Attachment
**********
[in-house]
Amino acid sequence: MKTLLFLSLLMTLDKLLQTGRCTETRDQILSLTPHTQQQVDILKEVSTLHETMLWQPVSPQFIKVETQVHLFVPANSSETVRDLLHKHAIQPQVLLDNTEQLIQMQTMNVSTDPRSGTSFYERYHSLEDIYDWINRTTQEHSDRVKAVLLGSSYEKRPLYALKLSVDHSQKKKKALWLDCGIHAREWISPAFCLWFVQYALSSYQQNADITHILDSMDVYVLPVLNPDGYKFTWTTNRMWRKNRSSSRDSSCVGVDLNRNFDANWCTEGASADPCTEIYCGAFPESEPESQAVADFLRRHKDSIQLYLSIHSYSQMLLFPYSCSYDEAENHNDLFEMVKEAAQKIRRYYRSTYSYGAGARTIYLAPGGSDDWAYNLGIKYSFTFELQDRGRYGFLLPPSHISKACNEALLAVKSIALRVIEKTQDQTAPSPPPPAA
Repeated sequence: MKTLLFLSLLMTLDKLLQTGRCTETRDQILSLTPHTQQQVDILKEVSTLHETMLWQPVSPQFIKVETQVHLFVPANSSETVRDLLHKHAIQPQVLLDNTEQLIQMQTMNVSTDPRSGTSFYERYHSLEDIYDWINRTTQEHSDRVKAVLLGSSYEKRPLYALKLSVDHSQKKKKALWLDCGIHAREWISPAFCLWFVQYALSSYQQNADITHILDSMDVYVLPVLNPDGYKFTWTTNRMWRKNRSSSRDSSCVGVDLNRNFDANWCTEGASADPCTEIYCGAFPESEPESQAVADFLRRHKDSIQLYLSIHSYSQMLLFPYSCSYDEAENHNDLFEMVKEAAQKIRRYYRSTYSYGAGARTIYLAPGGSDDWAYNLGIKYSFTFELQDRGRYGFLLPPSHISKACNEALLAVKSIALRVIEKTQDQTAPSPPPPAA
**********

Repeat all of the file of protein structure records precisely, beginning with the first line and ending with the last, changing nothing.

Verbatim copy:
[in-house]
Amino acid sequence: MKTLLFLSLLMTLDKLLQTGRCTETRDQILSLTPHTQQQVDILKEVSTLHETMLWQPVSPQFIKVETQVHLFVPANSSETVRDLLHKHAIQPQVLLDNTEQLIQMQTMNVSTDPRSGTSFYERYHSLEDIYDWINRTTQEHSDRVKAVLLGSSYEKRPLYALKLSVDHSQKKKKALWLDCGIHAREWISPAFCLWFVQYALSSYQQNADITHILDSMDVYVLPVLNPDGYKFTWTTNRMWRKNRSSSRDSSCVGVDLNRNFDANWCTEGASADPCTEIYCGAFPESEPESQAVADFLRRHKDSIQLYLSIHSYSQMLLFPYSCSYDEAENHNDLFEMVKEAAQKIRRYYRSTYSYGAGARTIYLAPGGSDDWAYNLGIKYSFTFELQDRGRYGFLLPPSHISKACNEALLAVKSIALRVIEKTQDQTAPSPPPPAA
Repeated sequence: MKTLLFLSLLMTLDKLLQTGRCTETRDQILSLTPHTQQQVDILKEVSTLHETMLWQPVSPQFIKVETQVHLFVPANSSETVRDLLHKHAIQPQVLLDNTEQLIQMQTMNVSTDPRSGTSFYERYHSLEDIYDWINRTTQEHSDRVKAVLLGSSYEKRPLYALKLSVDHSQKKKKALWLDCGIHAREWISPAFCLWFVQYALSSYQQNADITHILDSMDVYVLPVLNPDGYKFTWTTNRMWRKNRSSSRDSSCVGVDLNRNFDANWCTEGASADPCTEIYCGAFPESEPESQAVADFLRRHKDSIQLYLSIHSYSQMLLFPYSCSYDEAENHNDLFEMVKEAAQKIRRYYRSTYSYGAGARTIYLAPGGSDDWAYNLGIKYSFTFELQDRGRYGFLLPPSHISKACNEALLAVKSIALRVIEKTQDQTAPSPPPPAA